posted by Miko at 5:53 AM on June 3, 2010


See Design for America. The new website isn't up yet, things have been moving much too fast, but we're hoping to file for 501(c)3 in the next 6-9 months. Currently, the students and their pro-bono coaches from the design community, plus faculty at NU have tackled hand hygiene problems, water waste in institutional settings, barriers to childhood diabetes self-care habits, etc.

A handful of NU folks (faculty and students) set up a design studio separate from curriculum and that studio focuses on interdisciplinary, design projects that produce a social impact. To make it work, projects have a number of constraints (local, observable, scalable, etc.). A human-centered design methodology and set of frameworks is taught to student participants, and professional designers from the community act as process and subject matter coaches for the projects.

In this way, student enthusiasm and manpower is partnered up with design experience (and the designers are thrilled to have an opportunity to work on social impact projects, faculty see opportunities for applying theory and data gathering for research), and that partnership benefits hospitals, not-for-profits, local eco-oriented projects, etc.

Most projects have been product, service, and/or work flow design projects (with some change management and communication design). The type of design used depends upon the data uncovered during the user research phase. Currently, the teams take a design project all the way through user research, ideation, concept testing, prototyping, and looks-like and lo-fi works-like prototype testing. At this point, a plan is created with the client for a hand off, but more frameworks for implementation and follow-up are being designed into DFA process (in fact, during a strategy meeting this week, the students decided that if we couldn't figure out a way to make implementation a part of the DFA program, they would consider the program to not be worth pursuing. And these are students who have given over ALL of their free time and the money they've won from design awards to the fostering of this group).

Two other studios have begun at Cornell and Dartmouth. Around 8-10 additional higher education institutions have approached us for help in starting new studios (Stanford, IIT/ID, etc.) We've had interest from institutions in a number of countries (so we're looking into how that would work..."Design for India?")

It's exciting, and it is an enormous amount of work that is moving very quickly. Right now, we've had a lot of enthusiasm from many different groups, and we're pursuing grant money to fund more studio support initiatives. But designing for impact is complex and multifaceted, and there are many potential barriers to impact that may have nothing to do with the quality of the solution that has been designed. Even having the time to do the projects AND circle back around and tell the stories AND have the man hours to go back and gather data on the implementations and results is ridiculously difficult. Oh, yeah. And work and go to school and sleep during the same period. But it is so, so, so worthwhile.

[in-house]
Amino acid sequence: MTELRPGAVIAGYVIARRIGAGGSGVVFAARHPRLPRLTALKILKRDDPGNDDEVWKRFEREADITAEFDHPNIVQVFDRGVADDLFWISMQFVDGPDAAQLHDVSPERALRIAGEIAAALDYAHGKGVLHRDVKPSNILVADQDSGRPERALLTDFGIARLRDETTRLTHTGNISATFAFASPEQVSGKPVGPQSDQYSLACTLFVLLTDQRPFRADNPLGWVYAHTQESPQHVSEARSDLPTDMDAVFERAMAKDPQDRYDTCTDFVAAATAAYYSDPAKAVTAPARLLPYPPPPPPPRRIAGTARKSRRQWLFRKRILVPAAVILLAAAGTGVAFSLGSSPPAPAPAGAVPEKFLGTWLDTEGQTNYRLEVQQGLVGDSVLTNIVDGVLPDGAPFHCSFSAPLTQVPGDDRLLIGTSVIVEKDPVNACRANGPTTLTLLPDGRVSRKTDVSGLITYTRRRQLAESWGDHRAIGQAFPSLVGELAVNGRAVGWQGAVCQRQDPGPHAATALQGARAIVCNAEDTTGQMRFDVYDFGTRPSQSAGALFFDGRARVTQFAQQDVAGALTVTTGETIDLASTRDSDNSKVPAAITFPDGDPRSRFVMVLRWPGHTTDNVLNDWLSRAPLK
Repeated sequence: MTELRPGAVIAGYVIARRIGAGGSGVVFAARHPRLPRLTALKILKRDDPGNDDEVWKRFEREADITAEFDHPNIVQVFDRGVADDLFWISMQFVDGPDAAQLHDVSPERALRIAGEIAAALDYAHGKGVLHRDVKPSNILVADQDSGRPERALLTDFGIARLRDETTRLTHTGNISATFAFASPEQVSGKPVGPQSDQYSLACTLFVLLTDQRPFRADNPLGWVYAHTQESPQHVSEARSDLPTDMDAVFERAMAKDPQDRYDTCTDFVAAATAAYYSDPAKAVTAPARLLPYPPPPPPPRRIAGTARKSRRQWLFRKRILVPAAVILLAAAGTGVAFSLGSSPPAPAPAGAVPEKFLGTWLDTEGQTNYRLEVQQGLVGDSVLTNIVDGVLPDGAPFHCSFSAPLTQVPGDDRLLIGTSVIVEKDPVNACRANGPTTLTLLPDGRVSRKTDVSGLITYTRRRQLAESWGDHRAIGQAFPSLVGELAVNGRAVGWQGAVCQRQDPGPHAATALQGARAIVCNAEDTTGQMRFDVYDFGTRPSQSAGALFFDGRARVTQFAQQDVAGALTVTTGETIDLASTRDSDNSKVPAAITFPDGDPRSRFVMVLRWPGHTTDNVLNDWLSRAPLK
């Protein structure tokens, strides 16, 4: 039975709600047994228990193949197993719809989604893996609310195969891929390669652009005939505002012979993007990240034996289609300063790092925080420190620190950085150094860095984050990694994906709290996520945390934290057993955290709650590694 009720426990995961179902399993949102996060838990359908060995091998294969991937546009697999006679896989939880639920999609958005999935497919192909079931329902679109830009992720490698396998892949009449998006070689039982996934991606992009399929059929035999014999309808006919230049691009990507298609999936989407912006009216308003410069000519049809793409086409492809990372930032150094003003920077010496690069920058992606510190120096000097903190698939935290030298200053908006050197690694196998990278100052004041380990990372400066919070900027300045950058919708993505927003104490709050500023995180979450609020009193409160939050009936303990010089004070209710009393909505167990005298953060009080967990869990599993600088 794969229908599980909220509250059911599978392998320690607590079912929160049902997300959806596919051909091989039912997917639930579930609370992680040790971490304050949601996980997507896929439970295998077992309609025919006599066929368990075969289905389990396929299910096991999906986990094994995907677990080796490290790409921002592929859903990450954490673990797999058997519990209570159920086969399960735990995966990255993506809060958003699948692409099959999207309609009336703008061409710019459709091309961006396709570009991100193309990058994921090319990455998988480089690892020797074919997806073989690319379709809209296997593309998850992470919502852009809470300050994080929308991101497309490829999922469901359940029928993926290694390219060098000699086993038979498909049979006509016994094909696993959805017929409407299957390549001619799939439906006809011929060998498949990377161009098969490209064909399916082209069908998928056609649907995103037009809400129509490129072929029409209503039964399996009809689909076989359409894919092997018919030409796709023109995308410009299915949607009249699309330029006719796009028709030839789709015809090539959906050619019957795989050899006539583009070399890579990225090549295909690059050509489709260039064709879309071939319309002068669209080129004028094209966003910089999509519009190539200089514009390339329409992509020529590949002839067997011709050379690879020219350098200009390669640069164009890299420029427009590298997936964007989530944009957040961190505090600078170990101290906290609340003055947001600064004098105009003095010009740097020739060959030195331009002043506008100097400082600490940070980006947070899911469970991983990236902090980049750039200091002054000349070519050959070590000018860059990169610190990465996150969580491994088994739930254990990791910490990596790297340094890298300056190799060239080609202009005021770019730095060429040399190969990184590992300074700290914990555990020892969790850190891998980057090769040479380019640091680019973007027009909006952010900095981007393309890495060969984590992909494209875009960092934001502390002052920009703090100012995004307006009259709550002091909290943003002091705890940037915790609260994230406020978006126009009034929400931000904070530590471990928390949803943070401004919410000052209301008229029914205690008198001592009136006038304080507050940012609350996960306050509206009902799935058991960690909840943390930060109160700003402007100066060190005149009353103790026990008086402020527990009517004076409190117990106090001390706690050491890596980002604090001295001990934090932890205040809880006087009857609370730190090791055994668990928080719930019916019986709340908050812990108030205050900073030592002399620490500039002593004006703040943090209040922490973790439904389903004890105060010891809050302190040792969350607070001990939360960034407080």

posted by jeanmari at 9:33 PM on June 3, 2010 [3 favorites]


I should also mention that Design for America is driven in the belief that everyone can be a designer. Everyone can be taught design thinking, design methods and frameworks. That there are no "designers" who stand apart from other members of the teams. All of the students--in engineering, medicine, biology, psychology, music, art, whatever--receive the same instruction in design methods and then bring their major expertise to the projects. As one of the students, Yuri, stated, "DFA is about democratizing design." So, the solution isn't to turn designers loose on social problems. The solution is to give everyone who wants them the tools to design their own solutions.
posted by jeanmari at 9:45 PM on June 3, 2010 [1 favorite]


But designing for impact is complex and multifaceted, and there are many potential barriers to impact that may have nothing to do with the quality of the solution that has been designed.

Romdoul Kim who is with INSTEDD in Cambodia said in a conference presentation in March that the biggest challenge to implementing programmes meant for social and economic devt was politics - the slideshows are all down from the site else i'd link to it - interesting to note that Alison Arieff ends this article today with:

The low-cost innovations in health, shelter, energy and transport for the 5.8 billion people globally with little or no access not only to most products and services but also to food, shelter or clean water have become the sort of things young designers want to engage with today. (Though creating smart business models for this work may be the most challenging of design projects they could undertake.) “Why Design Now?” might well have been called “What Should Designers Do Now?”

posted by infini at 11:55 PM on June 3, 2010